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Bell TR918 Eagle Eye - Image Courtesy Aero-News Network, Inc.
Bell Helicopter flies a UAV based on the same design principles seen on the V-22 Osprey

Bell Helicopter’s highly complex V-22 Osprey has had quite a bumpy ride since its first flight in 1989. The program has been plagued by setbacks resulting from multiple crashes which took the lives of over two dozen Marines. Now, just as the V-22 is finally moving to production status, Bell is taking tilt-rotors to the unmanned aircraft field.

The Bell TR918 Eagle Eye Unmanned Aircraft System (UAS) first took to the air on January 26th, 2006 with FAA certification. The Eagle uses a tilt-rotor system based on the same design used in the V-22 Osprey (and the Bell XV-15 before it). This gives the aircraft the ability to take off and land like a helicopter while also giving it a top speed closer to that of a fixed-wing airplane. The Eagle Eye weighs in at just over one ton, has a top speed of 250MPH and can stay aloft for up to six hours.

Bob Ellithorpe of Bell's Unmanned Aircraft Systems states: "Eagle Eye offers a capability never seen in the UAS industry. In the hands of our Coast Guard Homeland Defenders and all other potential users, Eagle Eye will successfully accomplish a number of critical missions including the most important mission, saving lives. Reaching this first flight milestone puts us one step closer to getting this unmatched capability in the field."

More here.

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Tilt Jets??
By ninjit on 2/5/2006 4:04:44 AM , Rating: 2
Since they've managed to get the tilt prop plane to work - albeit very buggy at best - couldn't they do the same thing but with jet engines?

All the same engineering problems that they would have solved for the props would apply to jets as well:
Structural integrity to maintain force transfer between engine and wing; hydraulics to control tilt; flexible but durable fuel delivery lines to the engine, etc. etc.

The only additional issue would be burning the crap out of the ground the plane landed/took-off on (which is probably why they went with props in the first place), but I still think it would be cool to see in action.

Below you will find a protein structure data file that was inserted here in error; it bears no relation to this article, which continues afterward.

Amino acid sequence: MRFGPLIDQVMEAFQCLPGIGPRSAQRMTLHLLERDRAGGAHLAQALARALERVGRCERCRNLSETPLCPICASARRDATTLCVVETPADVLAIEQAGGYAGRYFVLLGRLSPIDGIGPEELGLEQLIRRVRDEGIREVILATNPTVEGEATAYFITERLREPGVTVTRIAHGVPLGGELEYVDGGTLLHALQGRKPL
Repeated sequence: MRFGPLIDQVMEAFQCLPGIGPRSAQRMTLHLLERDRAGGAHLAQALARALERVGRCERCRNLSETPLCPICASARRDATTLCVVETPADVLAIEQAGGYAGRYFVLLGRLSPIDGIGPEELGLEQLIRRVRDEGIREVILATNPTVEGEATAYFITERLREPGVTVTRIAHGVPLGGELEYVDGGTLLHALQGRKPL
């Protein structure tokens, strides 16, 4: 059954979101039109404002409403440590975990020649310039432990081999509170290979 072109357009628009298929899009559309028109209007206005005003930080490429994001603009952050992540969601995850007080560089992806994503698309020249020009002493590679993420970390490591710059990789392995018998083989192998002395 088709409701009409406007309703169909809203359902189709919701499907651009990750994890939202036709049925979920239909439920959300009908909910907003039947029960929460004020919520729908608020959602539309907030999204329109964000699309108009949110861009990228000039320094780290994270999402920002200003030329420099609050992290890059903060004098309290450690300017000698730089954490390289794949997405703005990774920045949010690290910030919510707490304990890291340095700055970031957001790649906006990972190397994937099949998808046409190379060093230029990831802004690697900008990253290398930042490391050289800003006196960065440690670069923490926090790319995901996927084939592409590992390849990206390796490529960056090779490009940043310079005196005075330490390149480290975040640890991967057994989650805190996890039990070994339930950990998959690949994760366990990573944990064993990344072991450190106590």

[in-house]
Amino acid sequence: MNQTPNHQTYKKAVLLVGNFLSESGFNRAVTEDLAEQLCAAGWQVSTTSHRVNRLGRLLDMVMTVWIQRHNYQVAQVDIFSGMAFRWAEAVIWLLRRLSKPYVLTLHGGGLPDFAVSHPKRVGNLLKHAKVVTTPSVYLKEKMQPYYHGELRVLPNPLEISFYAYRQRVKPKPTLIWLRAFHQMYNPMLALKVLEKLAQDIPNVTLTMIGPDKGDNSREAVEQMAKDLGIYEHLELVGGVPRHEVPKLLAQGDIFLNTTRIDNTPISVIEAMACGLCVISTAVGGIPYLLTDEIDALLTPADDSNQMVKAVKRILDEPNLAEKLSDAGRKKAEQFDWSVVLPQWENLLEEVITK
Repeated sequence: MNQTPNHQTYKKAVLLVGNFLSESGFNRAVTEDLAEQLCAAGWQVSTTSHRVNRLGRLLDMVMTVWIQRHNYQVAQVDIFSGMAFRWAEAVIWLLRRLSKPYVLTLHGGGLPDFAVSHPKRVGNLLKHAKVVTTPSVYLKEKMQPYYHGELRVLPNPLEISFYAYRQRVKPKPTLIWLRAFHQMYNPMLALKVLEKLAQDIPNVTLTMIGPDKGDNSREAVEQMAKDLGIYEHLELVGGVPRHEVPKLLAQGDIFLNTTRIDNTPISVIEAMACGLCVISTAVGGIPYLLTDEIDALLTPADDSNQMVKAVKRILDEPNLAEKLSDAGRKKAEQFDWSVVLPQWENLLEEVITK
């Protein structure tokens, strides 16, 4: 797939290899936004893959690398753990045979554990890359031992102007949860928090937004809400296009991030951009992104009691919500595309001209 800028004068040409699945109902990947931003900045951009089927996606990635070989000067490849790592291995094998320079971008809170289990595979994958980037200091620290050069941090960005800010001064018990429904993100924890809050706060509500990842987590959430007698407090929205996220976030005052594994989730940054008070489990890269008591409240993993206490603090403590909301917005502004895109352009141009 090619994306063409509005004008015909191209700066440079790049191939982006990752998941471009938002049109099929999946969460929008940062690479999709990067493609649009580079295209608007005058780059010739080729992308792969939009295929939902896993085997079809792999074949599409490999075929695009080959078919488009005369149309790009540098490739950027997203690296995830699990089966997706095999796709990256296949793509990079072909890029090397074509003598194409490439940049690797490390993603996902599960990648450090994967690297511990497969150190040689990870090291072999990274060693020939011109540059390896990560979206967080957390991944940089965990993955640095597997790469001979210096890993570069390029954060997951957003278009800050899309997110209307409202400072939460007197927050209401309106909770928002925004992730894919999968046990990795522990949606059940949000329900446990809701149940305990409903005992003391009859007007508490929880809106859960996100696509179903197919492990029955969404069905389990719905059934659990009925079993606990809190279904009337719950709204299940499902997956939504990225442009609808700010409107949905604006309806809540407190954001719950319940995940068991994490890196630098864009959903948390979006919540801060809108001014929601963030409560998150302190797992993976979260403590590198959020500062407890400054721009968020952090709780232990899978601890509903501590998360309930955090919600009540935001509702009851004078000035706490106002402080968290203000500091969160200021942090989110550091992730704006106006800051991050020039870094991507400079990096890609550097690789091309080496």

RE: Tilt Jets??
By The Cheeba on 2/5/2006 4:12:54 AM , Rating: 2
I guess they could, but why when there is a VTOL JSF?


RE: Tilt Jets??
By oTAL on 2/5/2006 5:13:15 PM , Rating: 2
Hmmm... I think turbines are a little more obvious... Aren't there many advantages to using tubines?

RE: Tilt Jets??
By stephenbrooks on 2/5/2006 8:42:01 AM , Rating: 2
There's thrust-vectoring too, which is a bit like tilting jets, but not as extreme.

RE: Tilt Jets??
By rgsaunders on 2/5/2006 10:35:16 AM , Rating: 2
A little research would reveal that this headline is about 16 years out of date, Bell's initial testing on the tiltrotor UAV took place in 1990. As to the issue of tilt rotor vs jet, the rotor is is quieter, more fuel efficient, lighter, etc. All of these factors are important for a stealth platform with a requirement for flight endurance.

RE: Tilt Jets??
By rgsaunders on 2/5/2006 1:30:49 PM , Rating: 3
Actually, I must correct my previous post, it was the Eagle Eye machine tested at that time. The first demo of the Eagle Eye prototype, the TR-911X, successfully demoed in Yuma in 1998, all tests exceeded original objectives. Further demonstrations in 2000 also exceeded requirements. What took place last month was the FAA certification for the Eagle Eye.

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